WSJ editorial falsely claimed Virginia legislators "spent like crazy on social services and schools"

››› ››› JULIE MILLICAN

A February 23 Wall Street Journal editorial bemoaned what it called "a $1 billion tax hike for roads and transit projects" proposed by Virginia's GOP senators, whom it accused of spending "like crazy on social services and schools," leaving the state's highways underfunded. In fact, in recent years, Virginia's spending on schools and social welfare has stayed below the national average, and in some cases, ranks among the lowest in the country.

A February 23 Wall Street Journal editorial, titled "How to Turn a Red State Blue" (subscription required), criticized Virginia's Republican state senators, who currently hold the majority in that body, for "writing an instruction manual on how to become a minority party" by "refus[ing] to take a coherent stand on taxes." The editorial went on to note losses suffered by the Virginia GOP in the last election, when Democrat Tim Kaine took the governor's mansion.

In its editorial, the Journal bemoaned what it called "a $1 billion tax hike for roads and transit projects" proposed by GOP senators, whom it accused of spending "like crazy on social services and schools," leaving Virginia's highways underfunded. In fact, as Media Matters for America has previously noted, in recent years, Virginia's spending on schools and social welfare has stayed below the national average, and in some cases, ranks among the lowest in the country.

The economic recession in 2001, driven by the decline of the technology sector, greatly hampered Virginia's economy, which relied heavily on the technology industry. Also, as The Washington Post noted in an August 6, 2001, editorial, over the course of the preceding two decades, Virginia's state and local taxes as a percentage of personal income had already dropped from 39th to 42nd among states, which limited the state's funding of social programs:

The low tax level has had a predictable effect. State education spending is below the national average. Per-pupil spending in grades K through 12 is nearly 10 percent below the national figure, and in recent years has been allowed to decline in real terms.

[...]

State health and welfare spending as a percentage of personal income is below not just the national average but the level in almost every other state in the South. Virginia prides itself on its higher education system, but its spending even on that is no more than average in these relative terms. In all these areas -- public education, higher education, health and welfare -- poorer states such as Mississippi, Arkansas and Alabama make a greater effort -- meaning they divert a larger share of income to the public purpose -- than does Virginia.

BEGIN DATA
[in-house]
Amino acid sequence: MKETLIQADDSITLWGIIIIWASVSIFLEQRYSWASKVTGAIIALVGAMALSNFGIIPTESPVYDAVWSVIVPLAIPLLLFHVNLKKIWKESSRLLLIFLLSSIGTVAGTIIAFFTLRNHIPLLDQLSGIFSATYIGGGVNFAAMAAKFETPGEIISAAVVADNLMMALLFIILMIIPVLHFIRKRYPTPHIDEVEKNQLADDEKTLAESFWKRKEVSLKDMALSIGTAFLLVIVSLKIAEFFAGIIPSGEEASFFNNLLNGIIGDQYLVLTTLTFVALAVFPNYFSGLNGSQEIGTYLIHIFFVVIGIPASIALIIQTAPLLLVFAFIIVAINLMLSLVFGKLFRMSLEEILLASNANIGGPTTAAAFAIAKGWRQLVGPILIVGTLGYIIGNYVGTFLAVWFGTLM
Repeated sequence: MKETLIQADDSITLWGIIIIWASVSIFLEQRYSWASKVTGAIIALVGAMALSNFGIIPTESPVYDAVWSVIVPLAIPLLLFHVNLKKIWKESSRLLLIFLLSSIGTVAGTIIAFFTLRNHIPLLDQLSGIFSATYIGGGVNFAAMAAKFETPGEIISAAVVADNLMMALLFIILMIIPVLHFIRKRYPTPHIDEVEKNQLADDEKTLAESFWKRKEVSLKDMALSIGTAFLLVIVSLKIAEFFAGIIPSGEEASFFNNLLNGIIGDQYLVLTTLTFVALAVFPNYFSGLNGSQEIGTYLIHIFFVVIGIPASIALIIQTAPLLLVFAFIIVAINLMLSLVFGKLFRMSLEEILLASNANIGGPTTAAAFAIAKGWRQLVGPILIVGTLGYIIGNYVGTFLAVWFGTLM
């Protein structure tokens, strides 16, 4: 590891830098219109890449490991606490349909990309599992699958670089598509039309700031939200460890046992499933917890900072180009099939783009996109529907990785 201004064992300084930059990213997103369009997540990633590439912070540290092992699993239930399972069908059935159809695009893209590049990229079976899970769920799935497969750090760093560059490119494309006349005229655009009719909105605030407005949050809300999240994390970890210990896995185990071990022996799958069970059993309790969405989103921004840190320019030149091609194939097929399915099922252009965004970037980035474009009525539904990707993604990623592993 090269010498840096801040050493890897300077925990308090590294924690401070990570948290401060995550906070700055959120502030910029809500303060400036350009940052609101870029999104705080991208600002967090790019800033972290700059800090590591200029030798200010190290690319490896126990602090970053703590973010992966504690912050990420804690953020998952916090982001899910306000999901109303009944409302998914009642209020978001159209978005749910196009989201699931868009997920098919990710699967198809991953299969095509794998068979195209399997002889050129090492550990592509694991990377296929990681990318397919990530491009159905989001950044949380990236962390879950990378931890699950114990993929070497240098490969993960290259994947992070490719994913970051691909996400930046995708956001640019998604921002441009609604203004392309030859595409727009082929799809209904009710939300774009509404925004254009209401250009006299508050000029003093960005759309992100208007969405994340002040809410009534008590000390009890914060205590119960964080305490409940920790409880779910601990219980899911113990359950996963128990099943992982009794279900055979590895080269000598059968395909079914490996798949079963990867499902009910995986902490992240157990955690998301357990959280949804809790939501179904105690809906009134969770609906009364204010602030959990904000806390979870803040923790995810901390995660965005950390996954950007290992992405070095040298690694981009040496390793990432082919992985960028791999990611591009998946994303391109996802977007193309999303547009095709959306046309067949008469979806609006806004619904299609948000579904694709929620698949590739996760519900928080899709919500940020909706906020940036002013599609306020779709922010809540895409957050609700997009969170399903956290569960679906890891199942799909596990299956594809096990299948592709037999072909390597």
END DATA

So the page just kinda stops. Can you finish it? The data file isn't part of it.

Further, in March 2002, the state "approved new spending plans ... that cut social programs and other services while increasing fees and college tuitions to close a budget gap estimated at $ 3.8 billion for the next 2 1/2 years" [Washington Post, 3/16/02]. Data from the United States Census Bureau show that in 2004, Virginia's total expenditures per capita ranked 40th in the country, and as illustrated by the graph below, Virginia's total expenditures per capita on education, public welfare, and health rank the state 12th among the 13 Southern states.

State

Total expenditures per capita on education, public welfare, and health (amounts in dollars)

West Virginia

3,045.69

Mississippi

2,984.14

Kentucky

2,946.15

Alabama

2,872.97

South Carolina

2,788.30

North Carolina

2,730.80

Tennessee

2,680.69

Georgia

2,637.82

Maryland

2,585.98

Louisiana

2,446.90

Florida

2,361.16

Virginia

2,225.81

Texas

2,101.64

From the February 23 Wall Street Journal editorial:

As a high-tech state, Virginia has been a huge beneficiary of the expansion spurred by the Bush investment tax cuts. But the entrenched senate Republicans -- many of whom have been fixtures in the capital of Richmond for decades -- want to spend the tax windfall and then some.

A Virginia Institute for Public Policy study notes that, over the past decade, the state budget has swollen at twice the rate of inflation plus population growth in the state. That's an $11 billion bonanza for state agencies, or about $500 more spending annually per Virginian. It's true that roads have been neglected during these high-spending years, causing some of the worst pockets of traffic gridlock in the country. But that's because state pols spent like crazy on social services and schools -- though student achievement tests show virtually no gains.

[...]

Meanwhile, property taxes are rising and clueless Republicans haven't lifted a finger to cap assessments. Thanks to a housing boom in Northern Virginia, state property tax bills for median priced homes have risen by $2,000, or 85% in six years. The sticker shock has enraged homeowners and taxpayers are fighting back locally. Yet Republicans are proposing to raise taxes again anyway.

And that's how to turn a red state blue.

Posted In
Economy, Budget, Education, Education Funding
Network/Outlet
Wall Street Journal
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